October 26, 2021


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Matthew Lopez wins Tony Award for ‘The Inheritance,’ Making History

8 min read

Matthew Lopez became the first Latino playwright to win the Tony Award for Best Drama last Sunday, but the producer of “The Inheritance” was worried that the milestone would disappear if he didn’t pay attention to the historical moment while taking the stage.

Before the big night, Lopez surveyed several friends and fellow writers on what he should say if he won the top prize. Gloria Calderon Kellett, co-presenter of “One Day at a Time”, was one of the people who read her draft and asked her to accept the moment.

“When you are first you realize that you have a serious responsibility towards those who come after you,” he says. “He realized that this moment was bigger than him and beyond the celebration of his work. If we didn’t talk about it, we would miss it. ”

And Lopez had an important message for the crowd of theatrical brokers and producers. The Latin community is 19% of the population, and this should not be ignored.

“We are a vibrant community, reflecting culture, experience and, yes, a wide range of skin tones,” he said on stage as he accepted the award. “We have a lot of stories to tell. They are inside us, having trouble getting out. Let us tell you our story. “

Less than 48 hours after receiving Broadway’s highest honor, Lopez spoke Diversity His decision to keep his spotlight on breaking the barrier for Latinos, his work on rebuilding “The Bodyguard” and what will happen after “The Inheritance”, his broad look at the AIDS crisis that seems to be a dignified TV miniseries.

In your speech, you read a statement about making history as the first Latin playwright to win Tony for Best Drama. Why did you decide to note this fact?

I knew for a while that no Latin writer had ever won Tony for Best Drama. Nilo Cruz was nominated and Miguel Pineso was nominated, but in reality no one won it. It is never really discussed, certainly not in the press or in the theater media. When I was nominated a year ago, I knew I would win, I would be first. Within 10 months after the nomination and moving on to the award, I never saw anything in writing. Usually the first is widely expected, even if they do not expect to win. There must have been comments, and it wasn’t. And it has been tracked with my experience as a Latin writer. We are not often considered. We are often not part of the conversation as writers, as artists. As the prizes got closer, I realized that if I won, there was a chance that it might be unmarked, it might be unelected. I didn’t want that to happen. I decided that if I wanted to report it, I would have to say it myself.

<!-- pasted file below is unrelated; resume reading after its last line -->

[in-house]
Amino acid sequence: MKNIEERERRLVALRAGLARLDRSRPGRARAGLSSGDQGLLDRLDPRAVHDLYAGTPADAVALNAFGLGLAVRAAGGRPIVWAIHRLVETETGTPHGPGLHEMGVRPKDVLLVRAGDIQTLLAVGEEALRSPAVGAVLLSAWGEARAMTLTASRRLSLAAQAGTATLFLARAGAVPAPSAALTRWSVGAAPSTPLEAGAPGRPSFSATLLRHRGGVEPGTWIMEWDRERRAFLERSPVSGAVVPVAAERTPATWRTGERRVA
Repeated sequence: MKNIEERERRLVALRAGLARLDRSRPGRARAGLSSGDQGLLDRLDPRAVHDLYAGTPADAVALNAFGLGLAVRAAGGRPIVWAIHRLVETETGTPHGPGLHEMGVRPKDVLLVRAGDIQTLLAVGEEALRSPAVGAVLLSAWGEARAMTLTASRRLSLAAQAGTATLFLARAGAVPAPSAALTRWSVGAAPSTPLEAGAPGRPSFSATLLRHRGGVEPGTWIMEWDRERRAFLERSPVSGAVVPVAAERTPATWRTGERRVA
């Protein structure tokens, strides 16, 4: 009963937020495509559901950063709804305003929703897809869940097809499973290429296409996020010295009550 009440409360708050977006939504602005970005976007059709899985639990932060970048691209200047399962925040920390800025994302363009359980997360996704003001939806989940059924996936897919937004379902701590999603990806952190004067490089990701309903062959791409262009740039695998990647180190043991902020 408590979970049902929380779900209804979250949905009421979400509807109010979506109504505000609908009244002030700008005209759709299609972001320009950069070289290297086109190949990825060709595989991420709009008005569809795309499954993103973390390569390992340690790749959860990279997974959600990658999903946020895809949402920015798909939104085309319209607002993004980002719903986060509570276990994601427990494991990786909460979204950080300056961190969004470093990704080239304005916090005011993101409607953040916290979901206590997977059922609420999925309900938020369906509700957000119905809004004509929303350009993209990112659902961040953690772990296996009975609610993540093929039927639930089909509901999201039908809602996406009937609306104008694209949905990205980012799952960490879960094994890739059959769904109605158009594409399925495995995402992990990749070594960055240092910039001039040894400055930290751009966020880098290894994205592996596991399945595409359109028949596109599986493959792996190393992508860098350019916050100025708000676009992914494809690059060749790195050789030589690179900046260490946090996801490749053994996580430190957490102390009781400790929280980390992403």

I sat down on Friday and wrote those words down. It was important to me because if I could win, I would have a platform not for myself, but for the Latin community. It was not enough for me to accept the award. I needed to claim it. That’s important because when I was growing up, it took me a long time to come out as a writer. I haven’t seen many writers who had my last name. I’ve seen Tony since I was 5 years old, and I knew what they meant to me as a kid. I knew how much they valued me for owning my identity as a writer. One of the reasons I took so long to become an owner is that I had very few examples to look at. I knew I had the opportunity to open that door for others, just as writers like Miguel Pineso opened that door for me.